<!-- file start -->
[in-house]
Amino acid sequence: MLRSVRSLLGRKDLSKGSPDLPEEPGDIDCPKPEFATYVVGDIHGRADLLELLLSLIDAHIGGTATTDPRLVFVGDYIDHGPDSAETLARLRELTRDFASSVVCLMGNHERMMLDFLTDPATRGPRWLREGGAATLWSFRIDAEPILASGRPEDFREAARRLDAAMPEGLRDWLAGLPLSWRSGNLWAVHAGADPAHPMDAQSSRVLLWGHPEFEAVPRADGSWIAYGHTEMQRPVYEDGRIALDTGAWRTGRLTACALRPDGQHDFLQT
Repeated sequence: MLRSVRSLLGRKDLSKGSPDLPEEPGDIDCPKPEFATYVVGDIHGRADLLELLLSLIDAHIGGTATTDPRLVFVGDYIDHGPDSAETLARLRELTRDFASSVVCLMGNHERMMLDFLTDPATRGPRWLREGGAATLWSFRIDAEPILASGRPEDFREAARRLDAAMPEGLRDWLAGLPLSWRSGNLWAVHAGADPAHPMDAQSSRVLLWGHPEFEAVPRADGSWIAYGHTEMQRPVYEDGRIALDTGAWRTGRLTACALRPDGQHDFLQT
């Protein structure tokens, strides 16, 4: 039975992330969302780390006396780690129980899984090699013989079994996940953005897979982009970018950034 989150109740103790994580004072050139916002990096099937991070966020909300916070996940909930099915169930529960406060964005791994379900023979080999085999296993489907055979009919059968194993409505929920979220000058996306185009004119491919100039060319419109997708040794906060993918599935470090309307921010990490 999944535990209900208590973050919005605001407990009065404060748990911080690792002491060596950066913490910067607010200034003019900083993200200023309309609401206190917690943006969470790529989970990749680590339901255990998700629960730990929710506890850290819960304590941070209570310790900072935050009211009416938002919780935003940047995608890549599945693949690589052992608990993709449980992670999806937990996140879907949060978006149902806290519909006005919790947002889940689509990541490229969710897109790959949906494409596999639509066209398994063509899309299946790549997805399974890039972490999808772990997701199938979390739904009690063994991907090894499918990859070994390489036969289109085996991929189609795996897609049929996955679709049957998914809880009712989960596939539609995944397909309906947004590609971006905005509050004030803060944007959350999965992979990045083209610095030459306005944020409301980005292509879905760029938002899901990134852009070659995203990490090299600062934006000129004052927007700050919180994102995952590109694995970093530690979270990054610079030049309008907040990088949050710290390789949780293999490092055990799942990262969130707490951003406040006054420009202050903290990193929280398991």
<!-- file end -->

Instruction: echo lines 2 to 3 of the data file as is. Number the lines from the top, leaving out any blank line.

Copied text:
Amino acid sequence: MLRSVRSLLGRKDLSKGSPDLPEEPGDIDCPKPEFATYVVGDIHGRADLLELLLSLIDAHIGGTATTDPRLVFVGDYIDHGPDSAETLARLRELTRDFASSVVCLMGNHERMMLDFLTDPATRGPRWLREGGAATLWSFRIDAEPILASGRPEDFREAARRLDAAMPEGLRDWLAGLPLSWRSGNLWAVHAGADPAHPMDAQSSRVLLWGHPEFEAVPRADGSWIAYGHTEMQRPVYEDGRIALDTGAWRTGRLTACALRPDGQHDFLQT
Repeated sequence: MLRSVRSLLGRKDLSKGSPDLPEEPGDIDCPKPEFATYVVGDIHGRADLLELLLSLIDAHIGGTATTDPRLVFVGDYIDHGPDSAETLARLRELTRDFASSVVCLMGNHERMMLDFLTDPATRGPRWLREGGAATLWSFRIDAEPILASGRPEDFREAARRLDAAMPEGLRDWLAGLPLSWRSGNLWAVHAGADPAHPMDAQSSRVLLWGHPEFEAVPRADGSWIAYGHTEMQRPVYEDGRIALDTGAWRTGRLTACALRPDGQHDFLQT